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Our Grand Canyon trip report just published, so let’s talk about GEAR!

This post features my detailed 5 day packing list, including weights in oz and the weather and water conditions that we needed to consider on this shoulder season trip.

Be sure to check out the gear video from our last night of the trek, where I unpack everything that I carried! These videos are a fun “real-time share-out” from trips including Isle Royale National Park and Border Route and highlight varying levels of comfort, gear and conditions.

Unlike my ‘comfort lite’ Isle Royale and Pictured Rocks trips, and ‘lightweight’ Border Route gear list, my Grand Canyon trip had to be adapted to avoid carrying too much weight on the steep route, but also have the right gear along for snow, big temperature swings, and carrying more water.

Does Pack Weight Really Matter?

I’m not here to tell you how much your pack should weigh or what you should or should not bring on a trip. But, I will tell you that my body and mind have been happier since I started weighing and being more thoughtful about each item that I bring on a trip.

In my early days of backpacking, I would pack what I thought I needed, and then hop on and off of the bathroom scale with and without my pack on to determine weight. From there, I started to look more closely at each item and created and spreadsheet that calculated the weight of worn, packed and consumable gear.

I got serious about this detailed weight exercise before my 2018 Superior Hiking Trail Thru hike. My previous trips had me carrying between 35-45 lbs and I knew that was not going to work for me on a 310 mile walk up and down big hill of rocks, roots and mud.

My DIY Ultralight pack on the Superior Hiking Trail

I made my own ultralight backpack to save a couple of pounds, sold some old gear to buy lighter gear, worked really hard on reducing my pack weight, shared some gear with my sister and got everything down to 24 lbs with 4 days of food and 1L of water. This work showed me how much better my body and mind could feel at the end of the day by lightening my load and keeping track of less gear.

Gear pile from our last night on Isle Royale right after filming this gear video – there are twinkle lights and a stool in there somewhere.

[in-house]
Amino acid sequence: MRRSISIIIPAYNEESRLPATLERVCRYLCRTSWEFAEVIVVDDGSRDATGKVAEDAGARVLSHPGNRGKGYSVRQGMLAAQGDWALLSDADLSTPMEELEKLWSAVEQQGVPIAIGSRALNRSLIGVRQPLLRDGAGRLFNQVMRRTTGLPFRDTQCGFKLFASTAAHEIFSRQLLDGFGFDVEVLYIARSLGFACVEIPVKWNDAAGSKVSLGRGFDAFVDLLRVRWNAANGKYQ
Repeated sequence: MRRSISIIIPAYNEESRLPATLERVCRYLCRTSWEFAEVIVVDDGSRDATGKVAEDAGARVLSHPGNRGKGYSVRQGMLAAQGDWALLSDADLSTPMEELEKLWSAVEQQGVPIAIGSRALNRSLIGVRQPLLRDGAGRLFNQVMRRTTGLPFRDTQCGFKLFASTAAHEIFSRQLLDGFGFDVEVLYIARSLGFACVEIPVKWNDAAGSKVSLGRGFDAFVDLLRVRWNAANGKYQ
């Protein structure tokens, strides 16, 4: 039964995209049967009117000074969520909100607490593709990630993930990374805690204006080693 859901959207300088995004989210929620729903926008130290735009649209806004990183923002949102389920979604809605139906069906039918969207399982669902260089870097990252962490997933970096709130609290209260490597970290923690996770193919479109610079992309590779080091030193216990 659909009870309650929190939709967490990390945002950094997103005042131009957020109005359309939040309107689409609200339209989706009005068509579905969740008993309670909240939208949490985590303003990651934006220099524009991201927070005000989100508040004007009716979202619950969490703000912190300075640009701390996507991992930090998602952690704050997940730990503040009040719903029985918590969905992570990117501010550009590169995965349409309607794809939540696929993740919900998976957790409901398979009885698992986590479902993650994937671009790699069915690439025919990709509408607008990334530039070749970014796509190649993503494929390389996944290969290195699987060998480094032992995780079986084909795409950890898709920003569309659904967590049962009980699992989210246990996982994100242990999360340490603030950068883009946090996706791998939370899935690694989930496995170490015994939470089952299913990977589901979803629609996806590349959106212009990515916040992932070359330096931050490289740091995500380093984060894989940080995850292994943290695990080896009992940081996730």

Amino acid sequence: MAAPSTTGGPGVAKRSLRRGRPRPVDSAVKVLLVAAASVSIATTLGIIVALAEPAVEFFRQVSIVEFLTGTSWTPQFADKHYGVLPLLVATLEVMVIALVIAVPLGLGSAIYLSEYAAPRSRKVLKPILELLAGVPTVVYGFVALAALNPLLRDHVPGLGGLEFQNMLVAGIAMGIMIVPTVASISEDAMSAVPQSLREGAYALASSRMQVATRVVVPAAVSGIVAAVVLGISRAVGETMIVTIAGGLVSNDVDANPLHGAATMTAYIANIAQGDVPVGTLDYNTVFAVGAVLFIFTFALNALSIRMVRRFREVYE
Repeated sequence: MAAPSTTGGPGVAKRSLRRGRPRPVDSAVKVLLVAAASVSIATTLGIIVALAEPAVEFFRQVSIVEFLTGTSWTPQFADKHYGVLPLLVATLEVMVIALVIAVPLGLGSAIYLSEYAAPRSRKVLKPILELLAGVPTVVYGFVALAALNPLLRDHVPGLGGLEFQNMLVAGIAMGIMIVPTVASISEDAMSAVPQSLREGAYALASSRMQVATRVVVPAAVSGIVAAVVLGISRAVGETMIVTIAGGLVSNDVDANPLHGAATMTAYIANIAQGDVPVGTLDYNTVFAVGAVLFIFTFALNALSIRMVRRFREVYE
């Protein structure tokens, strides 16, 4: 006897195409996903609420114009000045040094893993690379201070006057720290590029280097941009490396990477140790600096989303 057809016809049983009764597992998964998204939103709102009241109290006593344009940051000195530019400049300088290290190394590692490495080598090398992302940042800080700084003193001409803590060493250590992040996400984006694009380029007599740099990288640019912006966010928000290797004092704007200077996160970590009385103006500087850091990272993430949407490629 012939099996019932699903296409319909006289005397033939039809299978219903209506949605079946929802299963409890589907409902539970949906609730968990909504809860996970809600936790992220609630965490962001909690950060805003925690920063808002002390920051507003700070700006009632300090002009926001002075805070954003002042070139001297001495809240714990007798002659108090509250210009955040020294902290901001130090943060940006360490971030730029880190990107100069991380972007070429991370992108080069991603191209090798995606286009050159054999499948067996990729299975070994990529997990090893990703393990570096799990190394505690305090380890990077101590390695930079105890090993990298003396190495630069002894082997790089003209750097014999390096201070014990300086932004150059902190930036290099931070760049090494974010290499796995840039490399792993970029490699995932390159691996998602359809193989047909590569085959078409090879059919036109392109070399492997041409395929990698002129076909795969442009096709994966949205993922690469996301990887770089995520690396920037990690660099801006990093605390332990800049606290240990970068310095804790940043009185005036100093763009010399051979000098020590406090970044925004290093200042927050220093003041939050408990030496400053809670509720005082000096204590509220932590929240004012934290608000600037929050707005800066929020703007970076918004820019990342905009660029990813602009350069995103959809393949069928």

Comfort Lite

Following my SHT trip, I loosely paid attention to weight, but added some comfort items back in and did not share gear with my trip mates. My pack generally hovered around 30 lbs +/- and I proudly declared myself “Comfort Lite”

I love this term. I have included things like twinkle lights, extra cozy cold weather gear, hand warmers, a chair, watercolor kit, hammock, heavy and delicious food, and a big cushy sleeping pad… You can check out my comfort lite packing list and watch my video from our last night at camp on Isle Royale here.


In 2022, after a summer of less hiking and a couple of bikepacking trips under my belt, I wanted to trim my pack weight back down. I enjoyed the simplicity of the gear on my bikepacking trips and also didn’t want to haul more than I had to on our challenging Border Route Trail Thru Hike. The concept of hiking 65 miles through the wilderness was a bit sobering to think about. And knowing that I had not been training with a pack on my back motivated me to trim things up. My goal was to get down to a 25 lb pack weight with food and water, and a 15 lb base weight, which smack dab in the middle of what most define as *ultralight and lightweight.

Made it! 5 days of food AND STILL brought my little art kit along.

Unpacking at Havasupai Gardens Campground in my Grand Canyon Gear Video

Grand Canyon Lightweight Gear Considerations: